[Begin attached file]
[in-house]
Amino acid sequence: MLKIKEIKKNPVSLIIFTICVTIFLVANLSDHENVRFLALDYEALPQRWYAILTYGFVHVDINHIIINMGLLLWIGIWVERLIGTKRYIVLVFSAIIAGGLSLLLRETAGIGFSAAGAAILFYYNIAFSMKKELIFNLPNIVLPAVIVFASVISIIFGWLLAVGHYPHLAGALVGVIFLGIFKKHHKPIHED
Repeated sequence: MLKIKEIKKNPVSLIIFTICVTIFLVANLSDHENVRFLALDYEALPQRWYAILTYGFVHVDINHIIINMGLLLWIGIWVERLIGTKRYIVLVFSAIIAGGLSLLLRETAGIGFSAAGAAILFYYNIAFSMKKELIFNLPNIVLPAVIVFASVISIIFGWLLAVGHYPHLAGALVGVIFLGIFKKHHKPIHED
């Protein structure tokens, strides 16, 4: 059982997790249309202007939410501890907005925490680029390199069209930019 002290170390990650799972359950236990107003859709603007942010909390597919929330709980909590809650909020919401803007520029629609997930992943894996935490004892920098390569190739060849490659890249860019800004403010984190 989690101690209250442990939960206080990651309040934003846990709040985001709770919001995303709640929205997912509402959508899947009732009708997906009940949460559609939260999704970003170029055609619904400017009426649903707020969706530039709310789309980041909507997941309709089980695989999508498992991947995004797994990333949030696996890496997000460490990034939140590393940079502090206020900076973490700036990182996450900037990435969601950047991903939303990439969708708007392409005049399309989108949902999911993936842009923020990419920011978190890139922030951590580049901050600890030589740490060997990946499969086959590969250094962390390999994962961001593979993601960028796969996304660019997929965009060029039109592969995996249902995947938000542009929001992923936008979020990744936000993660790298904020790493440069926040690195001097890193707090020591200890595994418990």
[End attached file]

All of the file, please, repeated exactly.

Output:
[in-house]
Amino acid sequence: MLKIKEIKKNPVSLIIFTICVTIFLVANLSDHENVRFLALDYEALPQRWYAILTYGFVHVDINHIIINMGLLLWIGIWVERLIGTKRYIVLVFSAIIAGGLSLLLRETAGIGFSAAGAAILFYYNIAFSMKKELIFNLPNIVLPAVIVFASVISIIFGWLLAVGHYPHLAGALVGVIFLGIFKKHHKPIHED
Repeated sequence: MLKIKEIKKNPVSLIIFTICVTIFLVANLSDHENVRFLALDYEALPQRWYAILTYGFVHVDINHIIINMGLLLWIGIWVERLIGTKRYIVLVFSAIIAGGLSLLLRETAGIGFSAAGAAILFYYNIAFSMKKELIFNLPNIVLPAVIVFASVISIIFGWLLAVGHYPHLAGALVGVIFLGIFKKHHKPIHED
């Protein structure tokens, strides 16, 4: 059982997790249309202007939410501890907005925490680029390199069209930019 002290170390990650799972359950236990107003859709603007942010909390597919929330709980909590809650909020919401803007520029629609997930992943894996935490004892920098390569190739060849490659890249860019800004403010984190 989690101690209250442990939960206080990651309040934003846990709040985001709770919001995303709640929205997912509402959508899947009732009708997906009940949460559609939260999704970003170029055609619904400017009426649903707020969706530039709310789309980041909507997941309709089980695989999508498992991947995004797994990333949030696996890496997000460490990034939140590393940079502090206020900076973490700036990182996450900037990435969601950047991903939303990439969708708007392409005049399309989108949902999911993936842009923020990419920011978190890139922030951590580049901050600890030589740490060997990946499969086959590969250094962390390999994962961001593979993601960028796969996304660019997929965009060029039109592969995996249902995947938000542009929001992923936008979020990744936000993660790298904020790493440069926040690195001097890193707090020591200890595994418990």